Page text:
By Marnie Hunter
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(CNN) -- The environmental impact of your next business trip may be the last thing on your mind, but there are some simple ways to make your travel greener.
Start with things you might do at home to save money and energy.
"Certainly reduce, reuse and recycle, just as folks do at home. ... When people go out on vacation or on a business trip, they oftentimes forget about the little things," said Brian Mullis, president of Sustainable Travel International, a nonprofit that promotes conservation and sustainable practices among travelers.
Taking a travel mug or water bottle on the road with you is a good way to cut down on the number of empty containers you discard, particularly in places where recycling isn't readily accessible.
Mullis encourages travelers to research potential providers and ask about their environmental policies. If your company has preferred airline, hotel and car rental providers, it may be helpful to talk with a travel coordinator within your company to express your interest in supporting environmentally friendly businesses.
"Typically consumers, as far as research suggests, will not buy the more environmentally friendly option if price, quality and convenience vary, but if they're all equal, they will buy the more environmentally friendly option," Mullis said.
In some cases, technology can take the place of a business trip.
"Teleconferencing, videoconferencing are certainly options as opposed to sending folks all around the world to meet with other people," Mullis said.
If a face-to-face meeting is needed to accomplish your objectives, choose a hotel that is easily accessible by public transportation and close to your clients.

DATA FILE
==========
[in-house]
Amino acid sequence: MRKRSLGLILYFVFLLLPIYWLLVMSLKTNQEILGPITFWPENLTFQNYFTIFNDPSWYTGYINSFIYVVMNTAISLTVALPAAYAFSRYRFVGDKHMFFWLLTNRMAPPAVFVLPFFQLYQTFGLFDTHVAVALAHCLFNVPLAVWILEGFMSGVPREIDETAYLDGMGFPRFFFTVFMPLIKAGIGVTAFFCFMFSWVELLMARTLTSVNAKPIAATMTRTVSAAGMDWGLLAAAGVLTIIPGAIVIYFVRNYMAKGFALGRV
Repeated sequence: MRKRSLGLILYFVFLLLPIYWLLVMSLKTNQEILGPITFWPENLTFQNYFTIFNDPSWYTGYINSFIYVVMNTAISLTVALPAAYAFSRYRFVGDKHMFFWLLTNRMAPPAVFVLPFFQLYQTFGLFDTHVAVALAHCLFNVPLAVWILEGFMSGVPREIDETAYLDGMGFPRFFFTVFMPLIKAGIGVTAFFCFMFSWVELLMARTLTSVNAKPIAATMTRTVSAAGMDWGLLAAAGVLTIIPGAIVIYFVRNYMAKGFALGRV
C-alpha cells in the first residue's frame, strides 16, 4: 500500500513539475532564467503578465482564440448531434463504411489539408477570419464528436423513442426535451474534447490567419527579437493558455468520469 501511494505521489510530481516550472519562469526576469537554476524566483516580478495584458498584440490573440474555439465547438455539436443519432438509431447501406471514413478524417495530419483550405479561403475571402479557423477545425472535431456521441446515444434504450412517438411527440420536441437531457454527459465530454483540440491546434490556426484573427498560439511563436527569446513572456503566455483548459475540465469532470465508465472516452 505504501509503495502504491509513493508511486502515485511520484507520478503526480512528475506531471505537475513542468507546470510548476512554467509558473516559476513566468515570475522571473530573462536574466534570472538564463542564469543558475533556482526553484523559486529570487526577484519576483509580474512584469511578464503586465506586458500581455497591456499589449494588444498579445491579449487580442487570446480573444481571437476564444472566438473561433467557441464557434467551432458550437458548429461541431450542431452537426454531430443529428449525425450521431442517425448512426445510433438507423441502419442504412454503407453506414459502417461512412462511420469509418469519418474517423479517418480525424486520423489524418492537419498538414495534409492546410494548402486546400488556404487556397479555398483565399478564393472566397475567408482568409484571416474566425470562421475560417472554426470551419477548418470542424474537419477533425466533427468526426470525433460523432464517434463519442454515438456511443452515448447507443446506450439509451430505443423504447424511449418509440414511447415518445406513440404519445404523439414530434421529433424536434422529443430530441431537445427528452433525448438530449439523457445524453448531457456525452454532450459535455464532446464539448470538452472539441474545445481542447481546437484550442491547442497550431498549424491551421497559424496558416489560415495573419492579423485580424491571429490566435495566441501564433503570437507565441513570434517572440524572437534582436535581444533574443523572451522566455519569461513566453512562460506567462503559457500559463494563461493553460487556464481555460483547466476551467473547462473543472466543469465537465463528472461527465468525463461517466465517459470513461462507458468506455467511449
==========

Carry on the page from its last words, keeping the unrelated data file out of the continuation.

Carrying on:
"The more you can take public transportation, the better off the environment is," said Amy Spatrisano, president of the Green Meeting Industry Council.
"If you have an opportunity to carpool, certainly do that. Not only do you save money these ways, but it also helps the environment."
Walking and using shuttle services also are good options.
If you're renting a car, Mullis and Spatrisano both recommend hybrid- or energy-efficient fuel vehicles, although they acknowledge that these can be hard to find in many locations.
EV Rental Cars and Bio-Beetle are the best bets for some locations in California, Arizona and Hawaii, and Hertz and Budget offer more energy-efficient models in some places, according to Mullis.
Whether or not hybrids or cleaner-fuel vehicles are available, choosing a vehicle that gets good gas mileage helps reduce the amount of burned fossil fuels.
If you want to reduce your footprint on the environment significantly, a number of organizations -- including Sustainable Travel International and Carbonfund.org -- allow individuals to purchase "carbon offsets." These offsets support environmental projects that mitigate carbon dioxide emissions that you have caused, and calculators help determine offsets appropriate to your emissions.
Green hotel chains in the United States are few and far between, according to Spatrisano and Mullis.
Ceres, a network of organizations and businesses working to advance environmental stewardship, offers a Green Hotel Initiative Guest Request Card on its Web site that is designed to help travelers request environmentally friendly services when they check into a hotel.
The card includes a request to reuse sheets and towels, to have toiletries replaced only when they've been fully depleted and to have lights turned off and air conditioning turned down when you're out of the room.
Limiting water consumption and closing blinds while you're away also help to conserve resources.
Mullis advises guests to present the cards and speak with management and staff on arrival to request these services.
He said he expects more hotels to adopt policies that promote energy efficiency and waste reduction because many practices result in economic savings for the properties.
This story first appeared on CNN.com in June 2006.
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